Quean

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QUEAN. A worthless woman a strumpet. The meaning of this word, which is now seldom used, is said not to be well ascertained. 2 Roll. Ab. 296 Bac. Ab. Stander, U 3.

References in periodicals archive ?
Queer Virgins and Virgin Queans on the Early Modern Stage is an interesting and important book on several levels.
Like another recent Oxford publication, Paul Hammond's Figuring Sex Between Men from Shakespeare to Rochester, Queer Virgins and Virgin Queans suggests that same-sex desire may be specifically articulated as such through the complex rhetoric of poetic texts.
Laura Hamilton, aged 40, who owns Queans restaurant in Dormer Place, Leamington, scooped the restaurant of the year title in the Coventry and Warwickshire Food and Drink Awards 2006.
Former Kenilworth school pupil Laura, who was born in Glasgow, opened Queans - named after the Scottish word for a naughty schoolgirl - in 2005.
The former Kenilworth School pupil was so busy running her bustling Queans restaurant in Leamington that she couldn't even find time to eat.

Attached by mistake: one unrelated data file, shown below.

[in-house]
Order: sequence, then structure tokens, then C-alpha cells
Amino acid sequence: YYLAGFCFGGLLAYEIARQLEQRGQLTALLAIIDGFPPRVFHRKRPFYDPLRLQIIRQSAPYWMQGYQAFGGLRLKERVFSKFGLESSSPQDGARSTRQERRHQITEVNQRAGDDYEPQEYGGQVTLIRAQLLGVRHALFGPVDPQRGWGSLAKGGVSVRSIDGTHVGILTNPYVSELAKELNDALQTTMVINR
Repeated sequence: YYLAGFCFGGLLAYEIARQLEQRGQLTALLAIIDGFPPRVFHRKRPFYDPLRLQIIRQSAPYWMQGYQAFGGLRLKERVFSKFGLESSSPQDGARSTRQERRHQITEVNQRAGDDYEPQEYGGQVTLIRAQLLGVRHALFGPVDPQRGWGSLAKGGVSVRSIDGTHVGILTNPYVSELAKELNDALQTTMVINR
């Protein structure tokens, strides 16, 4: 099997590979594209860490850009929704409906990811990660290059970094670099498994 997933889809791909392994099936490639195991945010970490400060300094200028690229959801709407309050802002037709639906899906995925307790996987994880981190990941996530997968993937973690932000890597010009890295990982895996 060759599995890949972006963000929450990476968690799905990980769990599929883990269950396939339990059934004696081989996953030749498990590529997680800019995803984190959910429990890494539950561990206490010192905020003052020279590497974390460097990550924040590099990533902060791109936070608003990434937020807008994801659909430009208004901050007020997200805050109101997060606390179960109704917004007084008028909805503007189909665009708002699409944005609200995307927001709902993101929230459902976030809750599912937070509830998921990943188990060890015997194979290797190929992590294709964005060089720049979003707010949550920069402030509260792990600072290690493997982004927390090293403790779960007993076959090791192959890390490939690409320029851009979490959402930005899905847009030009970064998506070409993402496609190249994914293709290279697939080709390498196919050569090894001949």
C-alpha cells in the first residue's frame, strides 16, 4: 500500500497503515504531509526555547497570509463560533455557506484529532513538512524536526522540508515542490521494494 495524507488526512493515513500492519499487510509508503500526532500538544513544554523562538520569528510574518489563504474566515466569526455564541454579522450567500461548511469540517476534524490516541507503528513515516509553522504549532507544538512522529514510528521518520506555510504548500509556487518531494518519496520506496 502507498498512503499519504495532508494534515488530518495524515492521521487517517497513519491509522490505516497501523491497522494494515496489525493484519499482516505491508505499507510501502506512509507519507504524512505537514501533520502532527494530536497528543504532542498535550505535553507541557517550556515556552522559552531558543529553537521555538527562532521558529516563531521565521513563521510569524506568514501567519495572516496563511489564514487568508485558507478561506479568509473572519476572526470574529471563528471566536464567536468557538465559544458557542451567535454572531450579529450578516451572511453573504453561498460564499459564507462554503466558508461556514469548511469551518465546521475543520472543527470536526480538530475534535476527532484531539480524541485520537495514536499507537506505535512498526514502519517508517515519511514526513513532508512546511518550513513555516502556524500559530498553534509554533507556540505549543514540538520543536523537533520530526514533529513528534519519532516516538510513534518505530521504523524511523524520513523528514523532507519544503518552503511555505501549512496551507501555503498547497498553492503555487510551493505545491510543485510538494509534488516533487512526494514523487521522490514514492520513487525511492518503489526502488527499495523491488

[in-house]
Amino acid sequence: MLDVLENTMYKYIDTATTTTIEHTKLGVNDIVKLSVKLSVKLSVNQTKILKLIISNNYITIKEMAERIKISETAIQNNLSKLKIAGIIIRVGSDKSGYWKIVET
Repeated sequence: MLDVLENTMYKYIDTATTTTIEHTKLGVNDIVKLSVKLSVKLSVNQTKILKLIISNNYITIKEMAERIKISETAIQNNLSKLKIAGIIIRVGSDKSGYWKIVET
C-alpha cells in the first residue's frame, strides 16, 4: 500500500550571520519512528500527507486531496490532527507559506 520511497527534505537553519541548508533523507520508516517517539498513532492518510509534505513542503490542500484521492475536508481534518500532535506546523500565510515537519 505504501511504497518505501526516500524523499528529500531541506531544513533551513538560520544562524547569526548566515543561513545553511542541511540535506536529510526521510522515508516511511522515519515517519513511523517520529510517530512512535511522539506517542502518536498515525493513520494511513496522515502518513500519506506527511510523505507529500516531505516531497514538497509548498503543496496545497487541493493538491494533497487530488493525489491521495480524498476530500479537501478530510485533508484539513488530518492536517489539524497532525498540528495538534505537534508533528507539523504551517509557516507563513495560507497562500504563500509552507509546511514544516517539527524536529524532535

QUEANS 15 Dormer Place, Leamington Spa CV32 5AA Renowned for their home-made ice-cream, Queans was listed as one of the Times' top 20 places for foodies.
Mary Bly, Queer Virgins and Virgin Queans on the Early Modern Stage (Oxford: Oxford University Press, 2000), 12, 68 n.
Liddie, An Old-Spelling, Critical Edition of The History of The Two Maids of More-Clacke (New York: Garland, 1979), 13-24, and Mary Bly, Queer Virgins and Virgin Queans on the Early Modern Stage (Oxford: Oxford University Press, 2000), 47-50.
Banana and whisky, rhubarb crumble and dark chocolate and orange are just some of the sinfully delicious iced treats the chef and owner of Queans has created.
A two-story, 82,000-s/f industrial building at 132-05 Atlantic Avenue in Jamaica, Queans, tenanted for at least the next 20 years by New York City's Department of Sanitation, is on the market for sale through Eastern Consolidated priced at $12 million.
had thae been queans, / A' plump and strapping in their teens) before catching himself up and wagging his finger at his errant hero ('Ah, Tam
Kinraddie's lovers, like Wester Cairns', observe rural traditions, and illegitimacy is common: John Gordon, for example, has "two-three queans in trouble and him but barely eighteen years old" (30).